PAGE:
5 Ways My Marriage is Better Because of Chronic Illness

This month marks seventeen years for my husband and me. Needless to say, we’ve been through an awful lot together in those years–including many ups and downs with my health. I recently wrote wrote a piece for The Mighty that highlights some of the ways our marriage is better because of my illness, and I want to share it in celebration of our anniversary.

It’s often easy to come up with all the negative effects of chronic illness and disability (and with good reason), but similar to my post about why I’m glad my kids are living with this, I think my marriage is richer as a result of illness being part of our lives.

5 Ways My Marriage Is Better Because of Chronic Illness

April Barcalow

May 17, 2022


1. We have grown deeper as a couple.

I thought we knew each other well, and in many ways we did. But after years of sitting at hospital bedsides, navigating new symptoms, riding the rollercoaster of chasing down diagnoses, adapting to limitations and changes, and carrying each other through the pain and loss and fear, we really know each other now. We’ve had difficult conversations about topics we never would have broached. We’ve whispered about our deepest fears in waiting rooms, or lying together in the dark at night. We’ve held each other when it was all too much, and laughed together in spite of it. Chronic illness has taken us far deeper than we’d gone before, and we’ve discovered more and more of each other with each new layer.

2. We have learned how to care for one another.

We’ve navigated a lot together. In addition to the regular stresses of marriage, raising children, and our careers, we’ve had all the ups and downs of my chronic illness journey. And we have had to learn how to help each other through it. We’ve taken turns holding each other as we’ve cried, and we’ve made each other laugh in the midst of the hard times. We have each made space for the other person to rest. He’s picked up the brunt of the work on the home front, and I’ve learned what it means to support and encourage him from my post on the couch. We’ve adapted to my physical limitations to find ways to connect with one another. In so many ways, we are just better at taking care of each other than we ever were before.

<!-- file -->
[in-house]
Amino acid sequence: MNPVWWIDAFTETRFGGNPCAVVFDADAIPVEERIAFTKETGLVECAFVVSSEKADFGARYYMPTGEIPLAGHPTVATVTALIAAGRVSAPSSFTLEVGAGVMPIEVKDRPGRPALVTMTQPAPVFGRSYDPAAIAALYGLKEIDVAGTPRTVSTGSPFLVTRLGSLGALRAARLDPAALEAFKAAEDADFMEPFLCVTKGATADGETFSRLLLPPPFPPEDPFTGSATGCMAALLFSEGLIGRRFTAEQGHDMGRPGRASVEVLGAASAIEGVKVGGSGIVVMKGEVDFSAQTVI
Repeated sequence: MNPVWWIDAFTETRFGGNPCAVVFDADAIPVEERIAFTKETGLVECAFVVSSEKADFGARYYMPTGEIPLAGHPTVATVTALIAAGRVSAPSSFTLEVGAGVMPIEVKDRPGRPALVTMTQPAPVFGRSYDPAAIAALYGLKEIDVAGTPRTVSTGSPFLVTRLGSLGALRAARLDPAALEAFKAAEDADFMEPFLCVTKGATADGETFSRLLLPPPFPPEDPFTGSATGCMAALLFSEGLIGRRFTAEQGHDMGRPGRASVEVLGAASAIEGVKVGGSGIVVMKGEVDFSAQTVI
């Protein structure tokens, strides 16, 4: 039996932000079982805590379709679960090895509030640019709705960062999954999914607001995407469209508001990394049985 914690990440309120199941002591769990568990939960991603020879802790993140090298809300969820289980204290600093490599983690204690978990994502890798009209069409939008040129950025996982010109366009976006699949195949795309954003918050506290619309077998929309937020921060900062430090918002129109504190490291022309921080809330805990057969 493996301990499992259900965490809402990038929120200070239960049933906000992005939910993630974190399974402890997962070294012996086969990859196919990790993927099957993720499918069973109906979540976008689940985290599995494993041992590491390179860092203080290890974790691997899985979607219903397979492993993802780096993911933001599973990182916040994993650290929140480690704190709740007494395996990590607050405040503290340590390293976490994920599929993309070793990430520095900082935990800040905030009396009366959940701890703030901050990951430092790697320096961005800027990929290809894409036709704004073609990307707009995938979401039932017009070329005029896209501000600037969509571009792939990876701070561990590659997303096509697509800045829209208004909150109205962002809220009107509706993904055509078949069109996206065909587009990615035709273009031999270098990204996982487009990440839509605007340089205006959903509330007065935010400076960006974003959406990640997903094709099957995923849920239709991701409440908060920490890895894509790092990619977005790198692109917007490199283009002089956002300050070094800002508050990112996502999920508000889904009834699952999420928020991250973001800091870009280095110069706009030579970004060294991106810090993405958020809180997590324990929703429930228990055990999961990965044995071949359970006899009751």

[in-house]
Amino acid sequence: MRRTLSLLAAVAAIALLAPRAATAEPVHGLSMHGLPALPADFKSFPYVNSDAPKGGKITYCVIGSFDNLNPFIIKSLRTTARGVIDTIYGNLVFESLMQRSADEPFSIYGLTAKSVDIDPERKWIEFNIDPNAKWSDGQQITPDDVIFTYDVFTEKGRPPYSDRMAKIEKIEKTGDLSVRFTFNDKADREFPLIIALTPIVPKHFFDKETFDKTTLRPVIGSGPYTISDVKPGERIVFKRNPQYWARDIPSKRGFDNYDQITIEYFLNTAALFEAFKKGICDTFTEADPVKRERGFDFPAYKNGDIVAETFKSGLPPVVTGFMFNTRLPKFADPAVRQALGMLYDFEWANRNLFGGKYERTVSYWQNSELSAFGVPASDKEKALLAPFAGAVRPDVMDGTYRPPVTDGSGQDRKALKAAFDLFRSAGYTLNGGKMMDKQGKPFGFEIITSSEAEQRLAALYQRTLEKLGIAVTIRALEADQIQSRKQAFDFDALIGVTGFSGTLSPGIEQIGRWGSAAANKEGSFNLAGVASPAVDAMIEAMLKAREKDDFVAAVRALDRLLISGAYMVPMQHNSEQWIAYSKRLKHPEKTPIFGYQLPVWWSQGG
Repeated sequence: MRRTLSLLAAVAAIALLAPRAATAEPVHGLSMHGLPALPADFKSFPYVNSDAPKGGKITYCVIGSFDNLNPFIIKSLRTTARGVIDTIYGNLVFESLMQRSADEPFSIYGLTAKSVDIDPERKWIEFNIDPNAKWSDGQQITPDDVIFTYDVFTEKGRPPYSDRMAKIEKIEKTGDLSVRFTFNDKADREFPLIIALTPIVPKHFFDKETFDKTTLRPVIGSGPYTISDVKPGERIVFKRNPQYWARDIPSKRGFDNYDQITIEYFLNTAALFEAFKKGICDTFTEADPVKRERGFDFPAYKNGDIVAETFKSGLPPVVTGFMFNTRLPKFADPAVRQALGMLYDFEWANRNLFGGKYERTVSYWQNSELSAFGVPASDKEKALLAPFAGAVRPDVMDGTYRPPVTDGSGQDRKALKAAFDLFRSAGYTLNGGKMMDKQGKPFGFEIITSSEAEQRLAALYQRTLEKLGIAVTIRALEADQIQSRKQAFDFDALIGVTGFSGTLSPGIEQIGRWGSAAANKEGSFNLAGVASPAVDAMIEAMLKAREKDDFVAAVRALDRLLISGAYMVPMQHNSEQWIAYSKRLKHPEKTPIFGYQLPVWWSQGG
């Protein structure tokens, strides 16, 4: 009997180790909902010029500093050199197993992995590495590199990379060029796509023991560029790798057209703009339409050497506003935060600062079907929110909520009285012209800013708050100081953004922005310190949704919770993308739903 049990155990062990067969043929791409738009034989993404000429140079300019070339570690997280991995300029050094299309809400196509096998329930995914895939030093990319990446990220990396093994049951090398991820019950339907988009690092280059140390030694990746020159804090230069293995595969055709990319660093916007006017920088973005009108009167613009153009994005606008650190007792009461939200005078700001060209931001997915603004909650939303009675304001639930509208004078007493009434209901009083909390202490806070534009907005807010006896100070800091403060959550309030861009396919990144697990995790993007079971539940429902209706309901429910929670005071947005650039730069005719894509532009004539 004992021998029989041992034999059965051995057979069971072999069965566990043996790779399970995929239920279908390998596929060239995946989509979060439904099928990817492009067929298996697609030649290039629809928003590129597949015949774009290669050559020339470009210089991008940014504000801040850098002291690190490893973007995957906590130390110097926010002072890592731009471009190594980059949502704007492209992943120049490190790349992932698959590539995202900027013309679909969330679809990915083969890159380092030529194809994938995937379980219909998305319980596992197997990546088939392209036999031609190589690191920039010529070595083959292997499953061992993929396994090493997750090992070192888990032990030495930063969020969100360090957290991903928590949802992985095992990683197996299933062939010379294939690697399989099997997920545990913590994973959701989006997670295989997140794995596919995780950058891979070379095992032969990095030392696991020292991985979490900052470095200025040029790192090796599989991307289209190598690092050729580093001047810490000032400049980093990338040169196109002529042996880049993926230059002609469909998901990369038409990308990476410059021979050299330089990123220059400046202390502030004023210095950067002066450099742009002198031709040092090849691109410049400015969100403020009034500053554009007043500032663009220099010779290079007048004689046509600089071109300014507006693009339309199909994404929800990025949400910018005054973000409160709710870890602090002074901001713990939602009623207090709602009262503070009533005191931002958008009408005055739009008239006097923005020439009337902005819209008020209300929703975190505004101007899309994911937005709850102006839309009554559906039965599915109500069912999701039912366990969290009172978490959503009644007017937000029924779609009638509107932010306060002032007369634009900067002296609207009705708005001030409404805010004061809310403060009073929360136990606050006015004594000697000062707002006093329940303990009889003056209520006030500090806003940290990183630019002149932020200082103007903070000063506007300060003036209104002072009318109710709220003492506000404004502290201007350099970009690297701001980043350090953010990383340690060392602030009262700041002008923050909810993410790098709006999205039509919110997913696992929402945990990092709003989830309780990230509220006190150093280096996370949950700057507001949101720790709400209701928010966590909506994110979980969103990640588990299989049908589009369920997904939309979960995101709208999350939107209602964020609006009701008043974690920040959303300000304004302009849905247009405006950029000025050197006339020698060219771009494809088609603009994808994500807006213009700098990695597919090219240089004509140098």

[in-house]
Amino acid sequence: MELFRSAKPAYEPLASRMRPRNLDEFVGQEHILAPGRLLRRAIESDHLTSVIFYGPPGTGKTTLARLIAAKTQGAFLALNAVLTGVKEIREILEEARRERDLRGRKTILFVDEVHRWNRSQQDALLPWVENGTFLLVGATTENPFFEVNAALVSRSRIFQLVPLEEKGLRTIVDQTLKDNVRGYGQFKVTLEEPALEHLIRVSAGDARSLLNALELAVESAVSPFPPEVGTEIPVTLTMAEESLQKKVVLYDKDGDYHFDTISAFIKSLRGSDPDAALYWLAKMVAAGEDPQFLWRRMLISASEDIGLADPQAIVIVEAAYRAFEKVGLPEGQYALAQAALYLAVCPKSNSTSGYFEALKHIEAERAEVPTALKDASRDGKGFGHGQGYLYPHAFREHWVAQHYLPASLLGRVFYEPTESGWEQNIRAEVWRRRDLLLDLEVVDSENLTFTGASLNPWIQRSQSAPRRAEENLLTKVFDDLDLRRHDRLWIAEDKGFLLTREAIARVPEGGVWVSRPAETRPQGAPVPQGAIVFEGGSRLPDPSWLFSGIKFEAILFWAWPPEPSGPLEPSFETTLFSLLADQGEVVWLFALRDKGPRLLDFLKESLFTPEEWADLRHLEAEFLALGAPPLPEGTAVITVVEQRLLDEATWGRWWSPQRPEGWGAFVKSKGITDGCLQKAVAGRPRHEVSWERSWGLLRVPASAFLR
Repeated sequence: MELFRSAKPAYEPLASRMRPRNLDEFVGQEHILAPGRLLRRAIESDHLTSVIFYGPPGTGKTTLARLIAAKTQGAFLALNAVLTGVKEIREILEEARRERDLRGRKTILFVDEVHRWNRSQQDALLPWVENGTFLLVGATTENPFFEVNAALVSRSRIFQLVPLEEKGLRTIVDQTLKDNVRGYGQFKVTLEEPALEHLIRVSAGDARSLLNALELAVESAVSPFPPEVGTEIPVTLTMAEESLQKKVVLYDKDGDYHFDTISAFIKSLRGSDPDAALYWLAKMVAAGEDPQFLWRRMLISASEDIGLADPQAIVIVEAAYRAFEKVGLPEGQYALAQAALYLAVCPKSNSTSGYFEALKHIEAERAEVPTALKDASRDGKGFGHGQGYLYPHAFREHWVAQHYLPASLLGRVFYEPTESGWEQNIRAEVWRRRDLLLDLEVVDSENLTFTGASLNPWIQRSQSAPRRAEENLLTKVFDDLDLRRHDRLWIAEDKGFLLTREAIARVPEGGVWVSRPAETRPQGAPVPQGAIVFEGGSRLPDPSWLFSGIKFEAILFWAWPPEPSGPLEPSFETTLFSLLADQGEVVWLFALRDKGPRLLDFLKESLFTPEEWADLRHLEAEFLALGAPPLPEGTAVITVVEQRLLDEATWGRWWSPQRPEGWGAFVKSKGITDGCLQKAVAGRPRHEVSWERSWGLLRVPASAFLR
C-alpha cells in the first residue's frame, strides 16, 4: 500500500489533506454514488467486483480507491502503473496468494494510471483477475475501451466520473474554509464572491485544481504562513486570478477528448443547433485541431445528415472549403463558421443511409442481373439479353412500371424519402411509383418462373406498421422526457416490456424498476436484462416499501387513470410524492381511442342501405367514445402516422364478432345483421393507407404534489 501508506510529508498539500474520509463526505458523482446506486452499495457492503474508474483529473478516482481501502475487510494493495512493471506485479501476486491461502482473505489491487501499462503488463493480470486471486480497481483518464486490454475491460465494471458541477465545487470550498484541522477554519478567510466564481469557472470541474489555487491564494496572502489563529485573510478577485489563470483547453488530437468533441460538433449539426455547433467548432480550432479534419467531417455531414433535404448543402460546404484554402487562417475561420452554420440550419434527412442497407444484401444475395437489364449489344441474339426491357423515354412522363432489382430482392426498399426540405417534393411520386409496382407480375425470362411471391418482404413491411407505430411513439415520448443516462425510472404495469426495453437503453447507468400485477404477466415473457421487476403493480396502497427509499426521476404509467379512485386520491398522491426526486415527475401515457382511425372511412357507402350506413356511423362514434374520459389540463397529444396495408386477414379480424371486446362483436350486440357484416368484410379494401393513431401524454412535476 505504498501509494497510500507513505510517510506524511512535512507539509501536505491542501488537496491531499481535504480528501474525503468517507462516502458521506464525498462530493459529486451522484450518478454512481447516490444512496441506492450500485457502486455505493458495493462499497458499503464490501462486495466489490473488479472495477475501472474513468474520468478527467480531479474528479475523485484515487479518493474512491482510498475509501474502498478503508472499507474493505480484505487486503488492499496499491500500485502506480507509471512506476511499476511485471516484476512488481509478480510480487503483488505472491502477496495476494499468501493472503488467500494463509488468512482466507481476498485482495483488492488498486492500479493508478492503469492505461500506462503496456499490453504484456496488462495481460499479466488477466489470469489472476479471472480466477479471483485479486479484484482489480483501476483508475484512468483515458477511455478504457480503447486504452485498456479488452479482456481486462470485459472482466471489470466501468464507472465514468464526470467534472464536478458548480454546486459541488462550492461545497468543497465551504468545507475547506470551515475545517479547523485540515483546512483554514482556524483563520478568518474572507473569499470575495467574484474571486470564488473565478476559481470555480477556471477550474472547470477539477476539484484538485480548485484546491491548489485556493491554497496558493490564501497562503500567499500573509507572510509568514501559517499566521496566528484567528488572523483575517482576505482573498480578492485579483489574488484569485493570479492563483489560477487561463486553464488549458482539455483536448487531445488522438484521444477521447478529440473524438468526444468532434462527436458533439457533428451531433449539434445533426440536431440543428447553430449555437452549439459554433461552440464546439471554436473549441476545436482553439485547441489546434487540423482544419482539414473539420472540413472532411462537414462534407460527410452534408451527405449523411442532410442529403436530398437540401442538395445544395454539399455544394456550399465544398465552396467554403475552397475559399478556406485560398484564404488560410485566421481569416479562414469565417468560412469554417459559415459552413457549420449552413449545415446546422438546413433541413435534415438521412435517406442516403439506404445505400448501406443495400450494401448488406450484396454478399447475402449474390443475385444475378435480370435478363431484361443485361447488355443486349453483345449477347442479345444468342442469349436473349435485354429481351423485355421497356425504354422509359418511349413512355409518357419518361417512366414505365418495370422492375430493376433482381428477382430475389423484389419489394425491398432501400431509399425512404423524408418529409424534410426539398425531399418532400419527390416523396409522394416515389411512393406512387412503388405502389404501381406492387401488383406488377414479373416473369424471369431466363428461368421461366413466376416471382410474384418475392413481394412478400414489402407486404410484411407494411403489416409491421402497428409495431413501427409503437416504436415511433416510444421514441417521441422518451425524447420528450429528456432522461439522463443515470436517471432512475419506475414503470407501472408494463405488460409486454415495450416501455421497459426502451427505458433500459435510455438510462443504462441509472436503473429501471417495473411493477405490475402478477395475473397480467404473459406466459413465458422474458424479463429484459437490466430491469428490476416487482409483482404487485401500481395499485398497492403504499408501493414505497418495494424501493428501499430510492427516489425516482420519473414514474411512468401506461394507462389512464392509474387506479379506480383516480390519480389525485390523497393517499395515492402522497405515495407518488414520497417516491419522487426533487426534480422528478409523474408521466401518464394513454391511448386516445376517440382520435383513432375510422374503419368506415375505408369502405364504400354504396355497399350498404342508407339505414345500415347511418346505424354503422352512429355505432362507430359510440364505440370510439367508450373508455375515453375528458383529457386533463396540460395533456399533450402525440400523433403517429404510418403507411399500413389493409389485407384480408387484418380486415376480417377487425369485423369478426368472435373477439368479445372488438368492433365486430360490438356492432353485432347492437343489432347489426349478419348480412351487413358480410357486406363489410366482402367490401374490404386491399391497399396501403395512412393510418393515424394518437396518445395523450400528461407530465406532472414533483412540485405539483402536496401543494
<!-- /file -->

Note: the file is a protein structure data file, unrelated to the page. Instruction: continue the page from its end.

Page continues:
3. We’ve learned to laugh in the midst of hard times.

I sometimes rely on a wheelchair because of my weakness and fatigue. When I am out in the chair, I often receive comments from strangers about how brilliant my smile is. It always catches me off guard, because in some ways, wheelchair days should be my hardest. But we’ve learned to turn it around. My husband often pops wheelies when he is pushing me, or leans in to make jokes. I find that most of my memories in a wheelchair are memories of laughter. In the same way, we’ve learned to laugh at my physical limitations: the ridiculous ways I flub my words with brain fog, the way that I feel like an elderly woman with my cane, the way I make him do all the heavy lifting around the house. We poke holes in the darkest sides of chronic illness and laugh together, and it carries us both through the challenges and brings us closer.

4. We’ve found new interests and hobbies together.

I loved to ride my bike before my illness. When my symptoms made riding impossible, I was devastated. But my husband bought me a picture of a tandem bike and reminded me that there is still a way back to the things we love most. A few years into my illness, we bought our own tandem bike. It’s become a favorite shared pastime. We joke that I do as much work as Kermit the Frog does on his bike (in fact, we call my frequent lack of pedaling “Kermit the Frogging”), but I find it exhilarating to be riding a bike at all again. We ride trails and roadways together, pack picnics in the bike basket, and explore new places. We’ve found a new shared interest that we can enjoy together in spite of my limitations.

5. We know our commitment to each other is real.

On that same tandem bike picture my husband gave me were the words, “Where You Go, I’ll Go.” We vowed on our wedding day to love each other “in sickness and in health,” but I often worried that my husband felt duped or disappointed that the “in sickness” was such a prominent part of our lives together. Instead, he took the opportunity to reaffirm that we are in this together, no matter where it goes. We know what it’s like when the worst we could have imagined happens, and we’re still here. I know without a doubt he’s not going anywhere, and he knows I’m not going either. We both know we are committed to this no matter what.

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